A reputed Crips gang member who was accused of trying to execute an undercover FBI agent staked out on a Brooklyn street was convicted of attempted murder in Brooklyn federal court Wednesday.
In a December incident that was caught on camera, 31-year-old Ronell Watson “aggressively” opened fire on FBI Special Agent Christopher Harper as he tried to drive away, prosecutors said.
Watson was found guilty of attempted murder of a federal officer, assault of a federal officer, and possessing and discharging a firearm during a crime of violence. The known gang member, who has nearly a dozen drug and grand larceny arrests on his record, now faces life in prison.
“As found by the jury, FBI Special Agent Harper was performing his official duties last December when the defendant attempted to execute him without any warning,” United States Attorney Richard Donoghue said in a statement. “Despite sustaining life threatening injuries, Special Agent Harper performed courageously, returning fire and wounding the defendant, actions that led to Watson’s capture soon thereafter.”
During the two-week trial, prosecutors argued that on Dec. 8, 2018, Harper was “conducting surveillance” on a one-way street near Watson’s Canarsie house when the gang member drove the wrong way up the street and parked his BMW M5, partially blocking the agent’s unmarked car. Watson then allegedly strode up to the driver’s side door with his hand in his hooded sweatshirt.
Harper testified in court that at the time of the shooting, he was on a “covert” assignment and staking out another suspect while he was speaking to his wife on FaceTime.
When Watson approached, Harper said he told his wife “somebody shady is walking to my car,” before putting his phone down in the center console without hanging up.
As Harper tried to move his car, he testified, Watson pulled a gun out of his pocket and suddenly started to shoot. After being hit in the torso, Harper got out of his car and returned fire, wounding Watson in the hand before he fled the scene. The entire incident was recorded on three separate surveillance cameras.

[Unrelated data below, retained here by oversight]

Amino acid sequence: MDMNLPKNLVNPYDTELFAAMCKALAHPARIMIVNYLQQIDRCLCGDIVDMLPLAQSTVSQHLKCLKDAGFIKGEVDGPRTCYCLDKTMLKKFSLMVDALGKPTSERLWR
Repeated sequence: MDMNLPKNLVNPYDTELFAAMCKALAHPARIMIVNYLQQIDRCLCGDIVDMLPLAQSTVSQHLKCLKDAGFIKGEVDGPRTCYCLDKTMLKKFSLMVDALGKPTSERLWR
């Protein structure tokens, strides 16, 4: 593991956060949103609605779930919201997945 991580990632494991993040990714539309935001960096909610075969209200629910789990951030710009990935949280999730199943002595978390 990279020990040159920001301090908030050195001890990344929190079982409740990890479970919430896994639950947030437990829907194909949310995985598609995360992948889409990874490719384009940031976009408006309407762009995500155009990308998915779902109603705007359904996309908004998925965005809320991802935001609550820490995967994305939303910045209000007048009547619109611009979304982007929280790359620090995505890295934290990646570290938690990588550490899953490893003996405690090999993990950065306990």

“I immediately got back in the—back into my car, the Maxima and I had to tell my wife, you know, that I was shot,” Harper testified in court. “So I just yelled it out, ‘Jess, I’m shot, I’m shot.’ I told her to call 911. I didn’t tell her where I was exactly but I said call 911.”
The agent’s wife, Jessica Lasek, also testified in court that she heard several gunshots before Harper picked up the phone and told her to call for help.
“I heard a muffled voice, and then the next thing I heard was a loud popping,” Lasek said.
Harper underwent multiple surgeries, he testified, and is still an active FBI special agent.
Watson’s public defense attorney, Michelle Gelernt, argued during the trial that her client opened fire after Harper’s Nissan started barreling toward him. He panicked, Gelernt said, and acted out of self defense.
“Ronell Watson was no assassin,” she said in her closing arguments. “He’s just as afraid of agent Harper as agent Harper is of him.”
Minutes after the shooting, Watson can be seen in another surveillance video ditching his bullet-ridden car at an auto-body shop and heading to Kingsbrook Jewish Medical Center with a friend, prosecutors said.
At the hospital, he lied to authorities and claimed he had been an innocent bystander to a gunfight, prosecutors alleged. Officers, however, overheard Watson calling his girlfriend, Molissa Gangapersad, and allegedly telling her to go to their house and “get the jewelry and get rid of it.”
Inside the couple’s home, prosecutors said, investigators found a large amount of jewelry, 1.5 pounds of marijuana, and about $15,000.
Gary Schorr, Ms. Gangapersad’s lawyer, did not immediately respond to The Daily Beat’s request for comment.